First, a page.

Recently screened at this year’s Terracotta Far East Film Festival, and last year’s Toronto International Film Festival, Toshiaki Toyoda’s Monsters Club is released in Japan. It stars Yosuke Eita (Hara Kiri: Death of a Samurai) who worked with Toyoda in the film 9 Souls. Also in the film is Yosuke Kubozuka who was in Himizu. Toyoda decided to make the film after reading some Ted Unabomber Kaczynski’s writing. It is a provocative and beautiful film that aims to agitate rather than reassure. Here’s the trailer.
A young man named Ryoichi Kakiuci (Eita) abandons modern life to live in a cabin in the snowy wilderness of Japan sends bombs to corporate CEOs and TV networks in the hopes of breaking the Japanese social system. He then decides to send a bob to the Prime Minster of Japan but he is confronted by a creature in the forest and his dead brother (Yosuke Kubozuka) appears at the cabin in order to take Ryoichi beyond reality in order to learn his family’s secrets.
Writer: Yoshimasa Akamatsu (screenplay), Yusuke Yamada (original novel)
Starring: Aika Ota, Natsumi Hirajima, Ryoichi Yuki, Mayumi Asaka, Kinya Kikuchi, Catherine Seto,
Horror novelist Yusuke Yamada (Oyayubi Sagashi) sees another one of his works adapted for the big screen in the form of X Game 2 which stars Aika Ota of the J-pop group AKB48.
Misuzu Saeki (Ota) is a student and one of a number of people including Yuko Hagiwara (Hirajima) who find themselves locked in a classroom by an unknown person. A monitor appears and they soon realise they are going to be forced to play a survival game called “Class” when they have to solve exam problems or risk physical punishment. Meanwhile, a reporter named Bito (Yuki) begins an investigation into an organisation enacting vengeance for victims of bullying.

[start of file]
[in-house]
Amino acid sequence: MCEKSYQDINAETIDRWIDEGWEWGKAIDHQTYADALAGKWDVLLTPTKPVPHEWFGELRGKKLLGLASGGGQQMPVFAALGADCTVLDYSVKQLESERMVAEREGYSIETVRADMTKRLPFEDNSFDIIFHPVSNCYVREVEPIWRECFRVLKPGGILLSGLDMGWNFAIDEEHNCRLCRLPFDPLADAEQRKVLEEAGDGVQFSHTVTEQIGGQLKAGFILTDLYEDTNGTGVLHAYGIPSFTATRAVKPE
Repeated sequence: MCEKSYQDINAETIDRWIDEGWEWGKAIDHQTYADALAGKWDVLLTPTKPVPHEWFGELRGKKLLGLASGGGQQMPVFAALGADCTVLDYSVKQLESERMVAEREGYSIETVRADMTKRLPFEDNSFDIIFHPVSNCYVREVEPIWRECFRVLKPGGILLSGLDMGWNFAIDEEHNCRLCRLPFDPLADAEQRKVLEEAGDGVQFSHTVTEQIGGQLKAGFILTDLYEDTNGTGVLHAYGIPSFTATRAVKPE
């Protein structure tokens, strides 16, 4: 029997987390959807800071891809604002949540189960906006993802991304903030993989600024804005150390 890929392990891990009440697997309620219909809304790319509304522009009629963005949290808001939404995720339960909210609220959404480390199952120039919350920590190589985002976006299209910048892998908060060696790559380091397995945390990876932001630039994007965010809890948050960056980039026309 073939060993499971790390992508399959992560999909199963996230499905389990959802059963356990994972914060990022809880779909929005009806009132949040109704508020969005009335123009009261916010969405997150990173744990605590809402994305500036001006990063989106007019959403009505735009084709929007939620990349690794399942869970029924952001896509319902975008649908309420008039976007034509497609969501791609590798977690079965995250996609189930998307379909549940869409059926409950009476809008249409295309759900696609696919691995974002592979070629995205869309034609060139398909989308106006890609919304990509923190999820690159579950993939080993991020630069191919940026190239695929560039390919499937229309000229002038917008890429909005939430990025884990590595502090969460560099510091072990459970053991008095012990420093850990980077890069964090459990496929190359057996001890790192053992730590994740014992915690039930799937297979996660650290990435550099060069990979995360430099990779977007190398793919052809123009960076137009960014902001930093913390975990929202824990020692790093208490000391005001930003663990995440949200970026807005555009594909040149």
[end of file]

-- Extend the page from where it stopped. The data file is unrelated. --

We Were There: Part 2
Running Time: 121 mins.
Director: Takahiro Miki
Writer: Tomoko Yoshida (script), Yuki Obata (manga)
Starring: Toma Ikuta, Yuriko Yoshitaka, Sosuke Takaoka, Yuka Motokariya, Manami Higa, Risa Sudo, Yumi Asou
The second and final part of the movie adaptation of Yuki Obata’s popular romance novel. Like the first part I expect this to do well in the charts since it has got a big fan-base. This doesn’t interest me in the slightest.
Yano (Ikuta) is transferred from Kushiro to Tokyo and loses contact with Nanami (Yoshitaka) as she finds herself getting support from Yano’s friend Takeuchi (Takaoka). IS there more to Takeuchi feelings than he is letting on?
Running Time: 121 mins.
Director: Kei Horie
Writer: Kei Horie
Starring: Azusa Okamoto, Narushi Ikeda, Kenichi Takito, Masato Wada, Manpei Takagi, Miwako Wagatsua, Tadashi Sakata, Takashi Nishina Hajime Yamazaki
Kei Horie acted in Ju-On: The Grudge 2 and directed a Japanese Version of Veronika Decides to Die? Okay, he sounds interesting but what about his film?
Yasuko (Okamoto) is ain hospital after being strangled. The police chalk this up as attempted murder but have few leads to go from and decide to comb through Yasuko’s mobile phone contacts. The names of seven emerge and the police arrange for them to come to the hospital. Between them, each of the men will reveal a fragment of Yasuko’s past.